Reds under major threat
The main species present – to varying degrees – in our woodlands are reds, sika, red/sika hybrids, fallow deer and the most recent arrival, the Reeves muntjac.
Red deer is our only native species and is thought to have been in Ireland since the last ice age. Now, however, the animals are cross-breeding with the introduced Japanese Sika – and Killarney is probably the only location where reds of genetic purity still survive in Ireland.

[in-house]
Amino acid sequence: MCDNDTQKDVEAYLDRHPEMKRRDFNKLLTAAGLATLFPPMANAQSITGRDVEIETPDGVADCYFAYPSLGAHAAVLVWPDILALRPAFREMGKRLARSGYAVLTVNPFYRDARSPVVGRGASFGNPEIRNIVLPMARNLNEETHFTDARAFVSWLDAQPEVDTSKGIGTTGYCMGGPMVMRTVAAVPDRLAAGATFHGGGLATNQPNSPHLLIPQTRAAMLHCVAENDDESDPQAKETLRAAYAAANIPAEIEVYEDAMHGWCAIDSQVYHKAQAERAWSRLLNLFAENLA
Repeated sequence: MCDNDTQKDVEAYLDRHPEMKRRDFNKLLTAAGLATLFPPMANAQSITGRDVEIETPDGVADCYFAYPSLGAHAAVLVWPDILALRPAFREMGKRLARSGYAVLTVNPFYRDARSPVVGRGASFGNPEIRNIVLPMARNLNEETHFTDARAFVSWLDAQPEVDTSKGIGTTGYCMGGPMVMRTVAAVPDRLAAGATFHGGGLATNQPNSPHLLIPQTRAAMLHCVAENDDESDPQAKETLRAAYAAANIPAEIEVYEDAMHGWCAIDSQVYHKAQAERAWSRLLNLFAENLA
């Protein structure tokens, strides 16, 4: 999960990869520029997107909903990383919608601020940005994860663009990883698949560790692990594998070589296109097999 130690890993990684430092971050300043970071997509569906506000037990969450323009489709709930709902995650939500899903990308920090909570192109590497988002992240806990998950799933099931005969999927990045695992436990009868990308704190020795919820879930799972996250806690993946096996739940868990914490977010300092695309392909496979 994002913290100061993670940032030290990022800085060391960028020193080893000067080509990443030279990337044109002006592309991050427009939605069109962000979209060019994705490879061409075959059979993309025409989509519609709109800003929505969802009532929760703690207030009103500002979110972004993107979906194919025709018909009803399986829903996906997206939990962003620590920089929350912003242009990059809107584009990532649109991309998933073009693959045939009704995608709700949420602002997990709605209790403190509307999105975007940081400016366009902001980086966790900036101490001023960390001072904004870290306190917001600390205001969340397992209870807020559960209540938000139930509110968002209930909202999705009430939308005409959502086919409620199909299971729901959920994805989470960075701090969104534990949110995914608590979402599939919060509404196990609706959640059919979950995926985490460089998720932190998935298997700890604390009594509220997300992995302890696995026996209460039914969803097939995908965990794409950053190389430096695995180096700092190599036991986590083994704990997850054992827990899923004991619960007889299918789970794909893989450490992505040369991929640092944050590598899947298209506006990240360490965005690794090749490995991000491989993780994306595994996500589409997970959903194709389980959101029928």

Fallow deer, originally native to Turkey, are thought to have been first introduced by the Romans to many European countries, including Britain, and the Anglo Normans may have brought it from there to Ireland during the 12th Century.
The Reeves muntjac are tiny deer that can cause extensive damage and are regarded as an invasive species. They appear to be spreading throughout the country and there have been sightings of them in Wicklow and other counties.
This is despite the fact that the introduction or release of the muntjac is a crime under the Wildlife Act 2000.